Sacca’s Lowercarbon doubles down on startup bringing solar modules to Indian rooftops
Chris Sacca’s Lowercarbon is doubling down on a startup that is racing to bring solar modules to rooftops in India.
SolarSquare said on Thursday it has raised $13 million in a Series A funding round led by Lowercarbon and Elevation Capital, just months after securing its seed financing. Existing backers Good Capital, Rainmatter, and social commerce Meesho founders Vidit Aatrey and Sanjeev Barnwal also participated in the round.
Even as India is increasingly adding generation capacity from solar power, there’s a large population of the South Asian nation – the individuals – that is yet to join the clean energy bandwagon.
Less than 0.5% of Indian homes have rooftop solar systems. Such slow adoption could dampen Prime Minister Narendra Modi’s ambitious renewables goal. SolarSquare, which sells, installs and helps individuals finance solar modules, has an ambitious plan to change that. The startup also provides its solar solutions to housing societies and commercial establishments.
SolarSquare says it has solarized close to 5,000 homes in India in the last two years, helping them save about $480 yearly on their electricity bills and offset four metric tons of carbon dioxide emissions.
SolarSquare, which pivoted to serving the customer segment two years ago after running a profitable business selling rooftop solar to corporates for years, is currently generating revenue at a runrate of $12 million a year, said Shreya Mishra, co-founder and chief executive of SolarSquare, in an interview with TechCrunch.
“We are on a path of being a full-stack rooftop solutions provider. The market opportunity is so large, you can imagine the trust a middle class homeowner has to have to make a purchase of that size. We are innovating on every aspect of solar modules to serve our customers,” she said.
The average ticket size of a purchase of the solar module is about 2 lakh Indian rupees, or $2,410. SolarSquare also helps members with financing options through a network of partners. Mishra said she sees the startup get a license to operate its own nonbanking financial institution to provide better options to its customers in a year.
“Solar as a product purchase pays for itself. It’s unlike a product like, say, your refrigerator, which is an investment. Once you have put solar modules on your rooftop, you start saving each month. A 2 lakh investment will result in savings of 12 lakh to 14 lakh in 25 years. But there’s a high upfront investment, so once we realized that, it’s clear that we need to bring more financing options to customers,” she said.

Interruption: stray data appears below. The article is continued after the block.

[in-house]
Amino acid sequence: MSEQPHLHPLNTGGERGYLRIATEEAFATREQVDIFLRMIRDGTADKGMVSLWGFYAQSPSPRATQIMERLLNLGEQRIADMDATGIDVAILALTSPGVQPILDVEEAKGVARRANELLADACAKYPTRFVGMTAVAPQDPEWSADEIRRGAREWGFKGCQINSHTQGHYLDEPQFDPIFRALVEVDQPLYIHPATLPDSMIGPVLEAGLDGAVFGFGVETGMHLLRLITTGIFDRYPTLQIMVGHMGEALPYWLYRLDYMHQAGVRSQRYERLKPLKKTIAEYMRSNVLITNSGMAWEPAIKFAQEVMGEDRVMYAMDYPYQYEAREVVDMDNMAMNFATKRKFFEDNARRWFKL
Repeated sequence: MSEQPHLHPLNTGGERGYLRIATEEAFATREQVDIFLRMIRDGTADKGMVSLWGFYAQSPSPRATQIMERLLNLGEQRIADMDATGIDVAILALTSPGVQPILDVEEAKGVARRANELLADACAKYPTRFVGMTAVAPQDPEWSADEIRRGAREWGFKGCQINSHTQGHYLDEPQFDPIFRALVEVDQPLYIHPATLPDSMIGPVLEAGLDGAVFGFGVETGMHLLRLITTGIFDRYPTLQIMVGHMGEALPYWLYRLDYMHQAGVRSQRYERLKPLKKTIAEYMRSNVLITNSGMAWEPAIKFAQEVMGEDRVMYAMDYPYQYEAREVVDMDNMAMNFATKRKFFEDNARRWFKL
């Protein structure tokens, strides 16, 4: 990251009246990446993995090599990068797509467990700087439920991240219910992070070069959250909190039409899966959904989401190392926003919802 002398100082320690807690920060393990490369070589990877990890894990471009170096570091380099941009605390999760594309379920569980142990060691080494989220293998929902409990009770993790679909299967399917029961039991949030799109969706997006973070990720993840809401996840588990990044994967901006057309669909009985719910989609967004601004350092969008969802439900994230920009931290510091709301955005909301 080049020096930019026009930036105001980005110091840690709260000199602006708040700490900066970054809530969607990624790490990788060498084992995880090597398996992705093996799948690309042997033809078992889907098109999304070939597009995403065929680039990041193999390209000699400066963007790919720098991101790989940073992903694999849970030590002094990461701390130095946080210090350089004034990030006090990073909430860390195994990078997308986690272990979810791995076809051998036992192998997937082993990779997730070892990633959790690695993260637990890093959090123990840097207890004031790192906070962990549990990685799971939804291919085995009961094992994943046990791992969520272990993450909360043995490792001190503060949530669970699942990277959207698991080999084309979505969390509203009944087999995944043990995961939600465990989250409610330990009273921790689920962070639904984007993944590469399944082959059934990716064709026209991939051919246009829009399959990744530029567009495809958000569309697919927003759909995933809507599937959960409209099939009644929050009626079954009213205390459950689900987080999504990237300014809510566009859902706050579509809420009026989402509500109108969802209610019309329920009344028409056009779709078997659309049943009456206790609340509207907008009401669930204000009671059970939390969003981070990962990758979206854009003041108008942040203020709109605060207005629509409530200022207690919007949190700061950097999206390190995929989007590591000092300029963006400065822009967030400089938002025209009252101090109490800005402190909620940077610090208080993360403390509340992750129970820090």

SolarSquare — which currently has presence in Bengaluru, Delhi, Gujarat, Hyderabad, Madhya Pradesh and Maharashtra— installs its solar panels within hours, compared to some legacy firms that taking up to five days. In some homes, based on customers’ request, it builds an additional ramp for mounting panels. The startup plans to expand across India with the fresh funding.
“Solar is now much cheaper and cleaner than digging up and burning old dinosaur bones, so putting it on your roof just makes sense, especially in a part of the world with as much sun as India,” said Sacca in a statement. “But getting panels installed wasn’t always easy. We backed Shreya, Neeraj, and Nikhil because they’ve cracked the code on hassle-free rooftop solar.”
Indian firms making inroads with Indian residences will help the South Asian nation’s renewables goal. Coal currently powers 70% of India’s electricity generation, but Modi has pledged that India will produce more energy through solar and other renewables than its entire grid now by 2030.
It has taken steps to help startups such as SolarSquare. New Delhi offers subsidies to homeowners who are powered by rooftop solar, allowing them to distribute the excess power they generate to grids throughout the day and use the grid power at night.
Mishra praised New Delhi’s efforts on climate change, saying: “India is the first country in the world to make net-metering, this exchange of electricity, policy that makes economics more viable as you’re able to freely trade electricity with the grid. More than 80% of homes are meet 100% of their electricity requirements this way.”
“Net-metering is a policy in many parts of the world. In India, it’s a right. A policy is something that can be revised every few years, but a right is a right that is going to stick. This is one of the reasons why we became so bullish on serving the residential solar market in India. As long as net-metering is a consumer right, there is nothing else that is needed.”